10 months’ since my last visit to London, it’s not just long overdue. It’s become a necessity for my morale and general equilibrium. The main thing that’s been stopping me is my irregular accommodation situation back in the UK. I last stayed with a friend who gave me a warm welcome, although the environment was chaotic. Mum is of course pleased to host her baby but doesn’t currently have the space.
A few months prior, I thus contact my old landlady to check if she has any spare rooms. Indeed she does, for a steal, the floor above where I used to rent.
The journey to and from London is mercifully drama-free. No missed connections. The only mild gripe is a fellow passenger who appears to have verbal diarrhoea, intent on punctuating any silence with a running commentary in a transatlantic whine to his significant other.
On arriving, there’s a bit of a hitch. Despite having sent her a reminder the week before, my former landlady has an evening class and forgets. She lives all the way in Kingston. I’m standing outside my old flat in the rain, the no doubt Climate Change-induced premature summer having inconveniently vanished when I touch down. After several unsuccessful attempts to phone her, she finally answers. Profusely apologetic, she sends her husband down with the key. It’s at least an hour’s drive. To kill the time, I bring forward a planned surprise visit to my aunt and cousin who live in the neighbourhood.
I am only in town for what is effectively a long weekend. I squeeze as many visits into as many available windows. Meeting up with friends across the City, we discuss amongst others, the male: female ratio and gender politics in the church context, debate evolutionary biology vs. social constructionist theories, Brexit (inevitably), ponder the latest R. Kelly scandal and the impact of the controversial new MJ doc, my plans for the mid-long term but surprisingly little about my current life in Strasbourg. Considering. Maybe that’s for the best. I’m in London for a change of scene after all.
I’m under no illusions of having strong nostalgia for the city itself. Cramped into the tiny, dusty room which is my temporary residence, keeping my use of the poorly-maintained communal areas to a minimum, I’m reminded why. The money-bleeding transport system is another rude refresher. I also reflect on the increasing aptness of the (admittedly quite pretentious) Citoyenne Mondiale descriptor that I have facetiously adopted on occasion. Geographically, I don’t know where I belong. Everywhere and nowhere.
By contrast, my visit to my home church is a soul-enriching and centring highlight of the trip. I’m always nervous about these guerilla cameos when I shouldn’t be. The outcome is usually reassuring. I meet new babies, some of whom I don’t know where their parents found the time to conceive and give birth within the period I’ve been away. After church I head to a local Wetherspoons with a couple of good mates, including fellow aspiring writer, Pete and mutual friend Amelia. She’s a captive audience to our latest creative efforts.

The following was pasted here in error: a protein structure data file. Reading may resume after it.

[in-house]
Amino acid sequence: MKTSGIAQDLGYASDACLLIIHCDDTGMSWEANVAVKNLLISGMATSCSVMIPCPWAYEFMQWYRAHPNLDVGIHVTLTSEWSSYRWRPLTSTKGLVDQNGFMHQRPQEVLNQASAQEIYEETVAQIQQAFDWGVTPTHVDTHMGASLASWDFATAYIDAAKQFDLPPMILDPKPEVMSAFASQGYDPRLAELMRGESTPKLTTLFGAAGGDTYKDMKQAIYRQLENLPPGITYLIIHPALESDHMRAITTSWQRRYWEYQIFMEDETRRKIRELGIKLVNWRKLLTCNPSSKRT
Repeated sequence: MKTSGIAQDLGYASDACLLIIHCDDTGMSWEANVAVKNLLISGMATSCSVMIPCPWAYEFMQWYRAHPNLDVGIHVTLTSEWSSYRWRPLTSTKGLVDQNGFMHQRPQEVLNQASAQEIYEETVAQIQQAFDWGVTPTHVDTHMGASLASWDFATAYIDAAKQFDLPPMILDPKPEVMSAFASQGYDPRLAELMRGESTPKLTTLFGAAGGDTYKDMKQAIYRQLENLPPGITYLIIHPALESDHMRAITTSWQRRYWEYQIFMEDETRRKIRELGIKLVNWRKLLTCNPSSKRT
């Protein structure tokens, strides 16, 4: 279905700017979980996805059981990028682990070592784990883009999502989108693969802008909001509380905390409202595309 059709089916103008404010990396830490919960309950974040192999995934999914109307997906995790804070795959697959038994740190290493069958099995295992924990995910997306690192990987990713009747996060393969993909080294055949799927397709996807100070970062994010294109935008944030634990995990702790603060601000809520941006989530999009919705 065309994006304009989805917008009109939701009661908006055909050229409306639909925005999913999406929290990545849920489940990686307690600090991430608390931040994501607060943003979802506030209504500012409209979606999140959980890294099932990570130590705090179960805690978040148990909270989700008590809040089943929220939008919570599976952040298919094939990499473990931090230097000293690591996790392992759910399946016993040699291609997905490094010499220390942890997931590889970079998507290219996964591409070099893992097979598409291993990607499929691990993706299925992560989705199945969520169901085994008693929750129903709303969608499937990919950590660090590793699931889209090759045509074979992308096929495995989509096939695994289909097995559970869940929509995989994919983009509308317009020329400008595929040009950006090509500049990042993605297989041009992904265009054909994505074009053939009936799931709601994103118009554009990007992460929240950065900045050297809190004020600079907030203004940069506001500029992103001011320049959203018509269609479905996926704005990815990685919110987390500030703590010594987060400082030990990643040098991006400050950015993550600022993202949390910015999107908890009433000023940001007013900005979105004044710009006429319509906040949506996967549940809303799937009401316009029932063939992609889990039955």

The following morning, I head to my old employers, The Medical School. I pass by the Chaplaincy for a well-needed refresher meditation session as well as a catch-up with the good Reverend. En route, I stop by the security lodge of my old office building. I run into some of the old gang; two of the ‘dream team’. It’s more of an anticlimactic visit than I expect. I don’t receive the superstar welcome that my vanity anticipated. In spite of giving some advance notice, my timing still isn’t the best. The fellows are cordial but distracted. During my visit Josh learns from his wife of the death of one of his idols; Keith Flint from The Prodigy.
Josh is dazed.
Josh is dazed.
He’ll have to go up on the wall of death, suggests a colleague, matter-of-fact. This is in reference to a makeshift homage of photos to celebrities that have passed, mostly-but not all-during this decade. Flint will take his place alongside Tupac and Big Pun as one of Josh’s lost heroes.
The rest of the day is more auspicious. I spend a therapeutic afternoon with a church auntie, mutually comforting each other over the distressing experience of the old 'ministry' where we met.
That evening, I pass by mum’s one last time before I fly out the following afternoon. She effuses enthusiasm about my visits. She treats me to favourite foods and all sorts of creature comforts to take back to Strasbourg, as well as graciously giving my twists a much-needed tidy up. Mum approaches my hair like a sculptor does their raw materials. She’s always seeing some new angle to adjust.
Back at work later that week, I hit the ground running. There are several big meetings to prepare for in March and April. Sophie’s just back from maternity leave and a new project is about to be launched in another part of the former Eastern Bloc. Lucia, one of my several managers, seems to be in relatively good spirits. Despite protests to the contrary, she appears well-rested after a recent trip to the UK which she says went very well. Alas, as I suspect, this ceasefire doesn't last very long. That's for a different blog post, maybe.
By the end of that week I am exhausted. I harness enough energy to make it to my choir’s long but productive AGM. The following day, it is late afternoon drinks with Gael in a new restaurant he’s come across; the waggishly-named Chez Mon-Ex (Round my ex’s). Original indeed and not, as I first thought, a veiled reference to Gael's unresolved relationship issues.
Soundtrack: Art + Studio by Benny Sings.
Soundtrack: Art + Studio by Benny Sings.